July 15, 2008

Happiness Doesn't Last Forever

When I was a child, I remember watching "The Majik Hour", a local Wisconsin TV show featuring Don Majkowski, the starting quarterback for the Green Bay Packers at the time. I was a bit sad, as Don Majkowski had been injured in a game, and the show was going off the air. Some young quarterback, named Brett Favre, was going to take over as the starter. Seventeen years later, I'm the biggest Brett Favre fan most people will ever meet.

Brett Favre has given the Packers and their fans sixteen great years. Last year, against most predictions, the Packers came within inches of the Super Bowl. So, it was a big surprise that Favre called it quits and retired. However, I don't think many believed that he was actually retiring. The Packers needed an answer from him, and Brett gave them the one that fit the moment: retirement.

The Packers are in a transition period and moves have been made for years to ensure the club could stay a float when Favre did retire. Those moves came to fruition after Favre announced retirement. Up until that point, the Packers team belonged to Brett Favre. Sadly, it is clear that is no longer the case. Favre didn't just retire from the Packers, he retired any claim to leadership within the organization that he had gained over the past two decades.

In the entirety of the Favre retirement saga, Favre NEVER lost the fans. However, as more revelations come to light and Brett fleshes out more of the troubles he has had with the Ted Thompson Packers, Brett is losing ground. Favre is going to be gone at some point no matter what, so it is natural for fans to stick with the team. Too many fans are Packers' fans first, Favre fans second.

Favre has handled his career with grace and tact. He has been a role model, not just for NFL quarterbacks, but for sports stars of all games. But not being happy, and facing the possibility of not playing the game he loves, Brett's hand has been forced. He is going to throw his weight around and try to get what he wants. I don't blame him, but it is not going to look good in the eyes of those that have supported him for so long. They want Favre's legacy to end as honorably as possible, and the current saga is anything but.

I caution Brett Favre. The fans booed you on the way in, they can and will boo you on the way out.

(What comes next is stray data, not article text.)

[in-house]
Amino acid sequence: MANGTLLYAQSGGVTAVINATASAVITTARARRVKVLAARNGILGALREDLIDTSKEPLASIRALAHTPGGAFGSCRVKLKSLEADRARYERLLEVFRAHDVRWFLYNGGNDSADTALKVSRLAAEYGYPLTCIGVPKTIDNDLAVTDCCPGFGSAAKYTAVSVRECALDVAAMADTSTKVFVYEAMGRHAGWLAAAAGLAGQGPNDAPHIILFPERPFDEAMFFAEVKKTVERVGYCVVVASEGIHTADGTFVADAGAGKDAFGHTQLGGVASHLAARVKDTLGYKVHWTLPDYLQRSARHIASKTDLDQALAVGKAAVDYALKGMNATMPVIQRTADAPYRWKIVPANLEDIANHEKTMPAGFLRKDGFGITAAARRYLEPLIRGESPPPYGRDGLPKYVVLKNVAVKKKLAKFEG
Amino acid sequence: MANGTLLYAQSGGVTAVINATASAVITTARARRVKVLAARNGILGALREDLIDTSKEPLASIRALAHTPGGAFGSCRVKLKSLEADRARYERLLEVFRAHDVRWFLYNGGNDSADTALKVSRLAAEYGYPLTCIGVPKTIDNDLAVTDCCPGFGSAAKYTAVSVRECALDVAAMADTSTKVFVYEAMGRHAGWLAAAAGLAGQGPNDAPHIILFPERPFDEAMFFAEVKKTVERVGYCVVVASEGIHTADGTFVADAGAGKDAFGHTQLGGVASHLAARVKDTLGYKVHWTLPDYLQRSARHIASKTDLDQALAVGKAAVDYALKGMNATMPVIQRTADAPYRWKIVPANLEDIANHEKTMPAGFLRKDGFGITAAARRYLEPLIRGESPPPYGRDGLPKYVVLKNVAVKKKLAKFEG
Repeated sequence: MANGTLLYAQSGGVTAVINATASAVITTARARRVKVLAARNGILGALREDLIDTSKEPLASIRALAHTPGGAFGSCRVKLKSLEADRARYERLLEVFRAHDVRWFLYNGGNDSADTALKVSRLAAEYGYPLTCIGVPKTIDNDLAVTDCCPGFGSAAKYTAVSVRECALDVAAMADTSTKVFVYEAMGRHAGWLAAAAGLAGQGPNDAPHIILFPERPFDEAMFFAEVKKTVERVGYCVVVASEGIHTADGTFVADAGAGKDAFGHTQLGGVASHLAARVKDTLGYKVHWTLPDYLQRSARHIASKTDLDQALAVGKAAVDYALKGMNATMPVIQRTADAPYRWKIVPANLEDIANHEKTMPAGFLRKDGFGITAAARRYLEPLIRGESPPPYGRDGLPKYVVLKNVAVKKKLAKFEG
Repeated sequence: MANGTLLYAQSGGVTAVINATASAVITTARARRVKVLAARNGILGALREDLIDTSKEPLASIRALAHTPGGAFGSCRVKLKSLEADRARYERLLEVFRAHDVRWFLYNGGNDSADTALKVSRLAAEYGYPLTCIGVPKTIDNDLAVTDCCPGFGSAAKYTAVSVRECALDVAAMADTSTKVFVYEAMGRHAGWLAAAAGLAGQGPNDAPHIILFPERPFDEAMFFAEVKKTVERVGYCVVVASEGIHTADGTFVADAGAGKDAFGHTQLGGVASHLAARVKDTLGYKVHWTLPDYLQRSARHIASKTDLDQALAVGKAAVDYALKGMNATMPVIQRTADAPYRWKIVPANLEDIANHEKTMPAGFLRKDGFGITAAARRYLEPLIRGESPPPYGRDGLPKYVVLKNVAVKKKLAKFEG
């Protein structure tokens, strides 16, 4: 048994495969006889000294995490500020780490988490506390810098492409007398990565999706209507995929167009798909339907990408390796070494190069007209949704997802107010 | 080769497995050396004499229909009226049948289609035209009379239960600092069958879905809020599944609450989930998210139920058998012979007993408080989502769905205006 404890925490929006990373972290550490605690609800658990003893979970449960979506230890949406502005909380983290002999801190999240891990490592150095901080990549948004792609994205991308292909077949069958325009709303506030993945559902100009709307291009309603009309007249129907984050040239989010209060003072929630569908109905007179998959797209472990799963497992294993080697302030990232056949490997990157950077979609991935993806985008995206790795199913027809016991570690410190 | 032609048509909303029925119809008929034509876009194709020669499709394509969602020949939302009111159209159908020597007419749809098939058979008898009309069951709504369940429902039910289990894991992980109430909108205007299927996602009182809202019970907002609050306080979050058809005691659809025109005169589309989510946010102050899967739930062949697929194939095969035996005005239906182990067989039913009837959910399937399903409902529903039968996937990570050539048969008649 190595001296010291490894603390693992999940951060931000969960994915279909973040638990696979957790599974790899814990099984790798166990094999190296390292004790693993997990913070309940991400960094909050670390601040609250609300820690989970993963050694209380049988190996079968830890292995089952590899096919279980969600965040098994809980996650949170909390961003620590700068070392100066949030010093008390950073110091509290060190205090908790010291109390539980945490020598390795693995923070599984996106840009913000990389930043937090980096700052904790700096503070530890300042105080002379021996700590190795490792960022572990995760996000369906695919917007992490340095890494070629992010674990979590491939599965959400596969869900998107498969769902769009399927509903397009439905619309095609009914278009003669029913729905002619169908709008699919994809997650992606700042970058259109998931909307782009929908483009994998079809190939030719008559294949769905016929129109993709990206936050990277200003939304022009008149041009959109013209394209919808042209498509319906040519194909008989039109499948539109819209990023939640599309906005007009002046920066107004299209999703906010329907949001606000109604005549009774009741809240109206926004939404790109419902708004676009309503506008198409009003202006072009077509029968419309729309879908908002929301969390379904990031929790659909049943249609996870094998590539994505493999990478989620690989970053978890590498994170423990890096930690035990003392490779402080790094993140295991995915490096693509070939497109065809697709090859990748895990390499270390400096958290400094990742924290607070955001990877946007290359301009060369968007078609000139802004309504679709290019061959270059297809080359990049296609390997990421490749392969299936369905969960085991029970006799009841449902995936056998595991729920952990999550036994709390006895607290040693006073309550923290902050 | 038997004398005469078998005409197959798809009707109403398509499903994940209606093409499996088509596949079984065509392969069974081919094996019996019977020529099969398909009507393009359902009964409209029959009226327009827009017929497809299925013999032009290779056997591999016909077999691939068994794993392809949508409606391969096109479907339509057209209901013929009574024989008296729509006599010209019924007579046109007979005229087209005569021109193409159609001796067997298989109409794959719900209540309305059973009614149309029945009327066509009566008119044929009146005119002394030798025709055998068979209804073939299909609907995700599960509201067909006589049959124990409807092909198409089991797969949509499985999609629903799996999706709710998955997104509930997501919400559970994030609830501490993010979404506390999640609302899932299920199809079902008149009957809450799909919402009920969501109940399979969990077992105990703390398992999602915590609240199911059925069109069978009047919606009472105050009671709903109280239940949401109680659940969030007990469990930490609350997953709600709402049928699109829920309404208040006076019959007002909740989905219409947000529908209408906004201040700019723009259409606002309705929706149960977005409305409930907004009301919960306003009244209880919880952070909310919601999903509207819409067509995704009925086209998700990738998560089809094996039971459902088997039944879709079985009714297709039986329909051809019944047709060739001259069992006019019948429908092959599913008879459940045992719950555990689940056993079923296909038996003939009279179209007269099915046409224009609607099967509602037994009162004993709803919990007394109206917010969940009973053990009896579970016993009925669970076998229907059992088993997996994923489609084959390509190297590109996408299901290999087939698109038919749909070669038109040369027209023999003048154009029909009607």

Without the Packers organization and fans, he is going to find the landscape far colder to him than last year's NFC championship game at Lambeau Field. History is a great teacher, and it has taught us that Favre's comeback is going to fail. However, if there is one guy that can make history, it is Favre.

14 comments:

sid67 said...

Speaking as a sports fan with no vested interest in Favre (quite the contrary since he sent my Seahawks home…again), I think he’s being unfairly mistreated by the Packer’s organization. He is your Hall-of-Fame quarterback, you can’t simply IGNORE him. The Packers can move on, if they choose, but they can’t simply ignore the man because they neither want him on the team nor on any other team. I don’t think it sullies Favre’s legacy in the least that he’s pissed off about it. Honestly, if I am a Packers fan, I’m pretty pissed off that they aren’t bringing him back to camp. Let’s see… Hall of Fame QB coming off a pro-bowl season or eighteen minutes of NFL experience?

sid67 said...

I‘ll put this another way… Do you give the Terrell Owens treatment to arguably the best player in your franchise history because he decides to unretire? Now consider that he is un-retiring after having an all-pro year!! In my mind, that’s cause for celebration, not scorn.

heartlessgamer said...

Favre will be remembered as a great quarterback, maybe the best ever for Green Bay. I don't know, but it definitely is leaving a bad taste in my mouth so far: ON BOTH SIDES. I just think, in the end, history and the fans will judge the team for what they did and if Favre is shown to have potentially caused problems... then Favre could suffer a hit to the legacy.

Werit said...